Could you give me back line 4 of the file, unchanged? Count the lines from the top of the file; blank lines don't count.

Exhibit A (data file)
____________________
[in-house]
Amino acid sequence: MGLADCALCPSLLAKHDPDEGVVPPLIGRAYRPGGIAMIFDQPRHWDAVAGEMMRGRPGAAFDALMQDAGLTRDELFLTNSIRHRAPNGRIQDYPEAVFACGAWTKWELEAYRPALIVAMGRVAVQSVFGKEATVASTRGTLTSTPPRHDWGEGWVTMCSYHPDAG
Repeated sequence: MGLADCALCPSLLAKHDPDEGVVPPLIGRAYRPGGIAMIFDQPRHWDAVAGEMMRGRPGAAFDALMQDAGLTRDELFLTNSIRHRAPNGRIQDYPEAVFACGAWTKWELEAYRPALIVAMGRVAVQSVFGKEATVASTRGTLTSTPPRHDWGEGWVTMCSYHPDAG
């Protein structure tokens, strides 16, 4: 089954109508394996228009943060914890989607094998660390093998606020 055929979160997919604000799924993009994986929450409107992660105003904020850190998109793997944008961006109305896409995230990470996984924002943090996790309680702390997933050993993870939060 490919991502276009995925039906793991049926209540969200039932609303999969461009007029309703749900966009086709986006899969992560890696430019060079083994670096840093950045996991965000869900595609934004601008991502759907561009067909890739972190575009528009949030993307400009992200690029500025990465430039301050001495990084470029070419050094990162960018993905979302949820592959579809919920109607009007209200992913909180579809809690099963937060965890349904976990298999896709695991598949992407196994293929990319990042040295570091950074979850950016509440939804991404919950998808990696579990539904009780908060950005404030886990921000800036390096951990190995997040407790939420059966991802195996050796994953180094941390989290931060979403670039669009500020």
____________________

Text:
């Protein structure tokens, strides 16, 4: 089954109508394996228009943060914890989607094998660390093998606020 055929979160997919604000799924993009994986929450409107992660105003904020850190998109793997944008961006109305896409995230990470996984924002943090996790309680702390997933050993993870939060 490919991502276009995925039906793991049926209540969200039932609303999969461009007029309703749900966009086709986006899969992560890696430019060079083994670096840093950045996991965000869900595609934004601008991502759907561009067909890739972190575009528009949030993307400009992200690029500025990465430039301050001495990084470029070419050094990162960018993905979302949820592959579809919920109607009007209200992913909180579809809690099963937060965890349904976990298999896709695991598949992407196994293929990319990042040295570091950074979850950016509440939804991404919950998808990696579990539904009780908060950005404030886990921000800036390096951990190995997040407790939420059966991802195996050796994953180094941390989290931060979403670039669009500020």